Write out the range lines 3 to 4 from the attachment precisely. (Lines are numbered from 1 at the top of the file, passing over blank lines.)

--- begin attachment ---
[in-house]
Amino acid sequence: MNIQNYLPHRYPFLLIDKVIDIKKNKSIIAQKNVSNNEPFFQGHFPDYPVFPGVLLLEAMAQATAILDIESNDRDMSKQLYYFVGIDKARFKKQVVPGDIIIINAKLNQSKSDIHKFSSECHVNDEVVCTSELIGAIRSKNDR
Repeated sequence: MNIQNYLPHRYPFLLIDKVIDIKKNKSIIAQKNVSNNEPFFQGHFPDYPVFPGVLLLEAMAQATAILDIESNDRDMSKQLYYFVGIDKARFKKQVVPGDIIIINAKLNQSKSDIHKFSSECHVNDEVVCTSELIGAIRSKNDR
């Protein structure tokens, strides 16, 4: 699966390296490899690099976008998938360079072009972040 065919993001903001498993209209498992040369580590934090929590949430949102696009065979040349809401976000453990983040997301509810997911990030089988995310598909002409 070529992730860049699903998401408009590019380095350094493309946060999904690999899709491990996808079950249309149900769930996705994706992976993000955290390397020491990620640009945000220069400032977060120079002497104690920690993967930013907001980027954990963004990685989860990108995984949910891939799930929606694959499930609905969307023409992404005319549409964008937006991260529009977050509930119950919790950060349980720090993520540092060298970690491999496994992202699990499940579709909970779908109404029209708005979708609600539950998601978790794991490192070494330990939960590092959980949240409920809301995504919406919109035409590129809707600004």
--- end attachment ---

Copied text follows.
Repeated sequence: MNIQNYLPHRYPFLLIDKVIDIKKNKSIIAQKNVSNNEPFFQGHFPDYPVFPGVLLLEAMAQATAILDIESNDRDMSKQLYYFVGIDKARFKKQVVPGDIIIINAKLNQSKSDIHKFSSECHVNDEVVCTSELIGAIRSKNDR
């Protein structure tokens, strides 16, 4: 699966390296490899690099976008998938360079072009972040 065919993001903001498993209209498992040369580590934090929590949430949102696009065979040349809401976000453990983040997301509810997911990030089988995310598909002409 070529992730860049699903998401408009590019380095350094493309946060999904690999899709491990996808079950249309149900769930996705994706992976993000955290390397020491990620640009945000220069400032977060120079002497104690920690993967930013907001980027954990963004990685989860990108995984949910891939799930929606694959499930609905969307023409992404005319549409964008937006991260529009977050509930119950919790950060349980720090993520540092060298970690491999496994992202699990499940579709909970779908109404029209708005979708609600539950998601978790794991490192070494330990939960590092959980949240409920809301995504919406919109035409590129809707600004």